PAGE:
I don't have a lot of experience with writing contests. Generally, I avoid them because, well, the book, it ain't done (yet. Always yet.). This is kind of a sticking point since by entering a contest, I run the beautiful risk of having some ask for a full submission when I am yet without a full to submit. But really, at the crux of it all is the same fear that lies at the base of all my inertia – what if it really is total crap? At least by not entering, I could live in cotton-lined ignorance.
Last year, at the very last minute I entered the NJRW Put Your Heart in a Book contest, staying up till 4 in the morning on a schoo – er, work night to chop what I wanted to submit down into 25 pages plus a 5 page synopsis. Let no one tell you otherwise, those synopses are killers. I did not final, I did not want to final, but I did get some great comments and one excellent and one good score. Best of all, people liked it.
Since then, I've kept my eye out for contests that might be beneficial for me, always weighing entry costs against the benefits of final judges and exposure even though running the contest gauntlet is not yet at the top of my writing goals. Nonetheless, I entered the Beacon Unpublished Contest back in October. It had things that suited me namely, no synopsis or query letter required, 30 pages submission limit, and very good industry insiders as final judges.
My scores arrived over Thanksgiving weekend, and while I didn't finish (what is UP with these judges?) I did get what I consider to be really good scores. Judge #1 gave me 40 out of 45 points while Judge #2 came up with 38 out of 45. Better than points, ("it's an honor just to be nominated") were the fantastic comments and constructive criticism they both gave me such as:
Thursday, December 9, 2010
Tuesday, December 7, 2010
Imagine how I feel now to have to admit my disappointment with this new season.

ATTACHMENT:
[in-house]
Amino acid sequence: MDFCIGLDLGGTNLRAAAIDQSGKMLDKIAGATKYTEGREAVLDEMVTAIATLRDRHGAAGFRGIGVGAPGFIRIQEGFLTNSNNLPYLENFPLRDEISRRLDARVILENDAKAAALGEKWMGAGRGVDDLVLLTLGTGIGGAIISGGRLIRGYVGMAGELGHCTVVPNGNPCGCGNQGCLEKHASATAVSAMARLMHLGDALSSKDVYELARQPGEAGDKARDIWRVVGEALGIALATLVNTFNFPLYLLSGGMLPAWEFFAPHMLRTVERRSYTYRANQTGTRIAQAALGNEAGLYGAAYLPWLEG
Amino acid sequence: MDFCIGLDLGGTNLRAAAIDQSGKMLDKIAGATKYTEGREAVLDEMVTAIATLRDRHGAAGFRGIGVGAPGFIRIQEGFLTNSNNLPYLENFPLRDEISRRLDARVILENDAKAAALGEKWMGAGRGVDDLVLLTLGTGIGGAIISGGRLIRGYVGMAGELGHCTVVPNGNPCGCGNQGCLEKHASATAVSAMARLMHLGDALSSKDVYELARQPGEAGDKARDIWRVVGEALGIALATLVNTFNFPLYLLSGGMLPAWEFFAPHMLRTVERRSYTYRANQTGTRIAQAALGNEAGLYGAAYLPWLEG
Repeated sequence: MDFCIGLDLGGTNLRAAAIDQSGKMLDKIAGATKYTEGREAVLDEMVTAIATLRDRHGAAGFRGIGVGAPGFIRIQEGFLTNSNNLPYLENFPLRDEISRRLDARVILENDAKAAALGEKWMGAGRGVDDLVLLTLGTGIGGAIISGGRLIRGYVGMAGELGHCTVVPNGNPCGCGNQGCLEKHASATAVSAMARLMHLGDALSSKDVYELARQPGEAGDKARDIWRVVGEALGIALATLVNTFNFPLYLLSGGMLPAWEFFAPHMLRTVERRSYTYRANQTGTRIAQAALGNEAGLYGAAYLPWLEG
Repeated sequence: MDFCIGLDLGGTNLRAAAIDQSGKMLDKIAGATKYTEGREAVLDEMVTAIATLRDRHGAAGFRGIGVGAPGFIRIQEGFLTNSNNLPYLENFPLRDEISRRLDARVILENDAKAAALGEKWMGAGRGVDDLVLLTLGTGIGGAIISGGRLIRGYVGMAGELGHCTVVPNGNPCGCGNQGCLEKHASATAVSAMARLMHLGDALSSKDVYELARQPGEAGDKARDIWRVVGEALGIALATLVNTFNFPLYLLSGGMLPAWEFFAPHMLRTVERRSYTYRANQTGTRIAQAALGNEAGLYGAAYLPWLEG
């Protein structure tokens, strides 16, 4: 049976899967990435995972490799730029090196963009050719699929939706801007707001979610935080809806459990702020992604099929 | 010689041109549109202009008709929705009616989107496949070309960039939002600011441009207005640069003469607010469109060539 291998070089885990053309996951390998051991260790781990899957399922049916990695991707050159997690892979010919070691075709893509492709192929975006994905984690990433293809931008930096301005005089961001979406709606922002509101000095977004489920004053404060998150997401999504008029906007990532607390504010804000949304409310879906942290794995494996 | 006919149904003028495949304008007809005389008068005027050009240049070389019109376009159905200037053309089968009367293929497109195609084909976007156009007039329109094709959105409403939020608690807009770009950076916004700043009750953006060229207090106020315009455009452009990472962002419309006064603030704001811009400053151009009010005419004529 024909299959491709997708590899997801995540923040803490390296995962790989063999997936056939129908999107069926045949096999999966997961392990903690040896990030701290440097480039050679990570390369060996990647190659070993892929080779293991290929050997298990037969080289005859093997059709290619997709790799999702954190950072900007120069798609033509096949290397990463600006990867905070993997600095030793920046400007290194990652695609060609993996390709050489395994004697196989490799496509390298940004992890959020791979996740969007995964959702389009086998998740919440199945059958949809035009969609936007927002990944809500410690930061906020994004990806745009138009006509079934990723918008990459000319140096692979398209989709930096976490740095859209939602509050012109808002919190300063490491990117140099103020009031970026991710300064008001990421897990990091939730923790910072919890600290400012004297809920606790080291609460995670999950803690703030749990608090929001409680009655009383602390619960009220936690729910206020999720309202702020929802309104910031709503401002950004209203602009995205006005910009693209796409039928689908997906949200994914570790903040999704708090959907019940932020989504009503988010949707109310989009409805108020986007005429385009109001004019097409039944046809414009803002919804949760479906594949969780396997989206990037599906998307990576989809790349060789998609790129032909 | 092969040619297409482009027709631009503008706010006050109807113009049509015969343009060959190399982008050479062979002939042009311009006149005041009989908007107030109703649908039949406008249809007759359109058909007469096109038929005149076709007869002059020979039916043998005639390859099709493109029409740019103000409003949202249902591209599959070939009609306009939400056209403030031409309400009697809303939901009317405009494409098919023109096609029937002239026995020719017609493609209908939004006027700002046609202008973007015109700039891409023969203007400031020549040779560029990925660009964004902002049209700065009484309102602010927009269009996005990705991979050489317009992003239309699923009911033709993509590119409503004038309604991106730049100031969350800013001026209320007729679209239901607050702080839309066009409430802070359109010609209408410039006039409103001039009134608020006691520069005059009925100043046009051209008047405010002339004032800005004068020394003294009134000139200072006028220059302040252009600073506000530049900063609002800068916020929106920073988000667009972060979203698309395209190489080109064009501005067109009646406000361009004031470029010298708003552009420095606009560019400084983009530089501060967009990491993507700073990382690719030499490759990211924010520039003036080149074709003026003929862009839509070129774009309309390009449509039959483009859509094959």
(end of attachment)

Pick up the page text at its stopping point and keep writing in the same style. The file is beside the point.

The premise is this: reformed assassin Christopher Chance takes the impossible jobs protecting/helping people who are on their last hope for survival. If it sounds a bit like the intro to The A Team television show – "If you have a problem, if no one else can help, and if you can find them..." – that's no mistake. Human Target invokes the very best of that era with strong characters and relationships – and ample chances to blow stuff up. Assisting our hero in his weekly endeavors at redemption is the former cop Winston (Chi McBride, late of Pushing Daisies, which I adored but I hear tell that he felt differently) and the morally ambivalent but fiercely loyal Guerrero (Jackie Earle Haley), who you do not want to ever meet in a dark alley. Week to week, they take cases, they save lives, they banter, all while pieces of their respective pasts are slowly, tantalizingly, revealed.
In the season one finale, the origins of Christopher Chance finally came out. "It's the name that strikes fear into a man." If you're having Dread Pirate Roberts déjà vu, you're not alone. In riveting flashback, no less than the iconic Lee Majors explained how Christopher Chance was a name passed down from one reformed human weapon to another. That finale was a masterpiece of infodump done right including how our Christopher Chance assumed the mantle of that name. It ended with Winston kidnapped by really bad guys, and Chance having to team up with his former mentor (Armand Assante, gleefully chewing every piece of furniture in sight) in order to rescue his friend from certain death.
Notorious for its lack of faith in new shows, FOX dumped the highly touted Lone Star after only 2 episodes and brought the season debut of Human Weapon forward from January to fill its spot. Cool, thought I. Less wait time before I can finally see the conclusion of that great cliffhanger.
Alas, whilst on hiatus (no, I don't know why I'm suddenly talking like a Victorian suffragette), Human Target had a production shake up that culminated with a new showrunner.
And man, can you see the difference.
Immediately noticeable is the absence of the evocative, "victorious" (according to my closed captions), theme song from Bear McCreary, who contributed so much gorgeous music to BSG. In its place, a pale imitation tries and fails to live up to its predecessor. Then the resolution (and I use the word lightly) of that great finale cliffhanger was wrapped up in the freaking cold open of the first episode. This was a huge waste of Timothy Omundson, who played a seriously creepy antagonist who could have been mined for several more back story episodes and instead was killed right off the bat. But the biggest change that is really beginning to bug me is this:
They added women.